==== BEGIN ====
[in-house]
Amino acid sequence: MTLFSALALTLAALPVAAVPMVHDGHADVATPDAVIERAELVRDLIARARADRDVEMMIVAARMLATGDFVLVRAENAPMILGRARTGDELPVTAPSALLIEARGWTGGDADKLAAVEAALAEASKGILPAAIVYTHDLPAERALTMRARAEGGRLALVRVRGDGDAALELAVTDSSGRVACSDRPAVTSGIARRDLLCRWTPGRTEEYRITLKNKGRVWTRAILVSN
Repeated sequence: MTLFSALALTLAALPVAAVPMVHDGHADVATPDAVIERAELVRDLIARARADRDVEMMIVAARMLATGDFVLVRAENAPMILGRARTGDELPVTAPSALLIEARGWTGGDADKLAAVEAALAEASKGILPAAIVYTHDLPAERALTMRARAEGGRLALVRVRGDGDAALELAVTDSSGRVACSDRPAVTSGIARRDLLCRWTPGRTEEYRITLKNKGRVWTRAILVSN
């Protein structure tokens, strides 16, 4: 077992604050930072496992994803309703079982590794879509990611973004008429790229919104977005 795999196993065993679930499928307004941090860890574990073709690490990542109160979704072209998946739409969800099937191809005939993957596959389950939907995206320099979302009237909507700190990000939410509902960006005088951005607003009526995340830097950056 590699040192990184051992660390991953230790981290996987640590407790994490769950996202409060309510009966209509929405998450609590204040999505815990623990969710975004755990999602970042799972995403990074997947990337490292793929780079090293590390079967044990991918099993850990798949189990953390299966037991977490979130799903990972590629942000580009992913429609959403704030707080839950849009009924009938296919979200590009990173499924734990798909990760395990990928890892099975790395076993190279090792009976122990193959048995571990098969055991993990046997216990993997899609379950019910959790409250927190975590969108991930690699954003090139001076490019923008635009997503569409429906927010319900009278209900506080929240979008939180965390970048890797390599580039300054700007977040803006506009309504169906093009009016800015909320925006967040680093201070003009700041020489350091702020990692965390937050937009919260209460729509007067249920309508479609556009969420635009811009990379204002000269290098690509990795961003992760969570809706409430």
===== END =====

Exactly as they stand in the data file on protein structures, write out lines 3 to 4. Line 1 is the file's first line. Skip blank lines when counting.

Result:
Repeated sequence: MTLFSALALTLAALPVAAVPMVHDGHADVATPDAVIERAELVRDLIARARADRDVEMMIVAARMLATGDFVLVRAENAPMILGRARTGDELPVTAPSALLIEARGWTGGDADKLAAVEAALAEASKGILPAAIVYTHDLPAERALTMRARAEGGRLALVRVRGDGDAALELAVTDSSGRVACSDRPAVTSGIARRDLLCRWTPGRTEEYRITLKNKGRVWTRAILVSN
């Protein structure tokens, strides 16, 4: 077992604050930072496992994803309703079982590794879509990611973004008429790229919104977005 795999196993065993679930499928307004941090860890574990073709690490990542109160979704072209998946739409969800099937191809005939993957596959389950939907995206320099979302009237909507700190990000939410509902960006005088951005607003009526995340830097950056 590699040192990184051992660390991953230790981290996987640590407790994490769950996202409060309510009966209509929405998450609590204040999505815990623990969710975004755990999602970042799972995403990074997947990337490292793929780079090293590390079967044990991918099993850990798949189990953390299966037991977490979130799903990972590629942000580009992913429609959403704030707080839950849009009924009938296919979200590009990173499924734990798909990760395990990928890892099975790395076993190279090792009976122990193959048995571990098969055991993990046997216990993997899609379950019910959790409250927190975590969108991930690699954003090139001076490019923008635009997503569409429906927010319900009278209900506080929240979008939180965390970048890797390599580039300054700007977040803006506009309504169906093009009016800015909320925006967040680093201070003009700041020489350091702020990692965390937050937009919260209460729509007067249920309508479609556009969420635009811009990379204002000269290098690509990795961003992760969570809706409430």